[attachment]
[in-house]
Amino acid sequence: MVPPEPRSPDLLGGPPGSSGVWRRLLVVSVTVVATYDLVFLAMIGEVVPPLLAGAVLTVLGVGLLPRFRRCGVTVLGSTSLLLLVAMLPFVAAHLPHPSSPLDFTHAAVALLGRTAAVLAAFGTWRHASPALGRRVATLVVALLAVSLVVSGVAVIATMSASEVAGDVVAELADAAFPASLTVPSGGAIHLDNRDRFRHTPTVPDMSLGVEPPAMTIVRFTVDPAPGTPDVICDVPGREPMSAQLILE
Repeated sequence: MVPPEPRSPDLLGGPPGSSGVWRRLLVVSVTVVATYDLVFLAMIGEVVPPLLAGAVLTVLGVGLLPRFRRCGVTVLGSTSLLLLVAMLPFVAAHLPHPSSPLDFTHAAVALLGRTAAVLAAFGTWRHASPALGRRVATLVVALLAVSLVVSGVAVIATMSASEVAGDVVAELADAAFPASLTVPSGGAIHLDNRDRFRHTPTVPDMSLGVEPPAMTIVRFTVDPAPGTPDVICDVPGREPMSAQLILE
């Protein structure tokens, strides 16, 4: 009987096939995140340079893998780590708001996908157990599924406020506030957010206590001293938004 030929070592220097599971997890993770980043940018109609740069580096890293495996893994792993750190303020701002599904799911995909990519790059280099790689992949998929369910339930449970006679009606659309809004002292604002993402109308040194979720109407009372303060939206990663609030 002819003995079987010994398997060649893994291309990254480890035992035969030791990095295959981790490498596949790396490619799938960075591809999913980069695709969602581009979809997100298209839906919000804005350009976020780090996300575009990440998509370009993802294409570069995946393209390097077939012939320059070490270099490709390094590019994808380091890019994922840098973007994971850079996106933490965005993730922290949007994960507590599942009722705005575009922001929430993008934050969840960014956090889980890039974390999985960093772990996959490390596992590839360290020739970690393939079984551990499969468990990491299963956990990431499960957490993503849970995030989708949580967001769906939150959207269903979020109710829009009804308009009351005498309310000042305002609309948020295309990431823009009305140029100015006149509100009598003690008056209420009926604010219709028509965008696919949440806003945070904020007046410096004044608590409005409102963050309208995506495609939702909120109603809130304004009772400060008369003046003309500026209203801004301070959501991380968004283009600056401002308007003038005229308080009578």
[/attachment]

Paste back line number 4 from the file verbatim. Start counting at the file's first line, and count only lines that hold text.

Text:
């Protein structure tokens, strides 16, 4: 009987096939995140340079893998780590708001996908157990599924406020506030957010206590001293938004 030929070592220097599971997890993770980043940018109609740069580096890293495996893994792993750190303020701002599904799911995909990519790059280099790689992949998929369910339930449970006679009606659309809004002292604002993402109308040194979720109407009372303060939206990663609030 002819003995079987010994398997060649893994291309990254480890035992035969030791990095295959981790490498596949790396490619799938960075591809999913980069695709969602581009979809997100298209839906919000804005350009976020780090996300575009990440998509370009993802294409570069995946393209390097077939012939320059070490270099490709390094590019994808380091890019994922840098973007994971850079996106933490965005993730922290949007994960507590599942009722705005575009922001929430993008934050969840960014956090889980890039974390999985960093772990996959490390596992590839360290020739970690393939079984551990499969468990990491299963956990990431499960957490993503849970995030989708949580967001769906939150959207269903979020109710829009009804308009009351005498309310000042305002609309948020295309990431823009009305140029100015006149509100009598003690008056209420009926604010219709028509965008696919949440806003945070904020007046410096004044608590409005409102963050309208995506495609939702909120109603809130304004009772400060008369003046003309500026209203801004301070959501991380968004283009600056401002308007003038005229308080009578």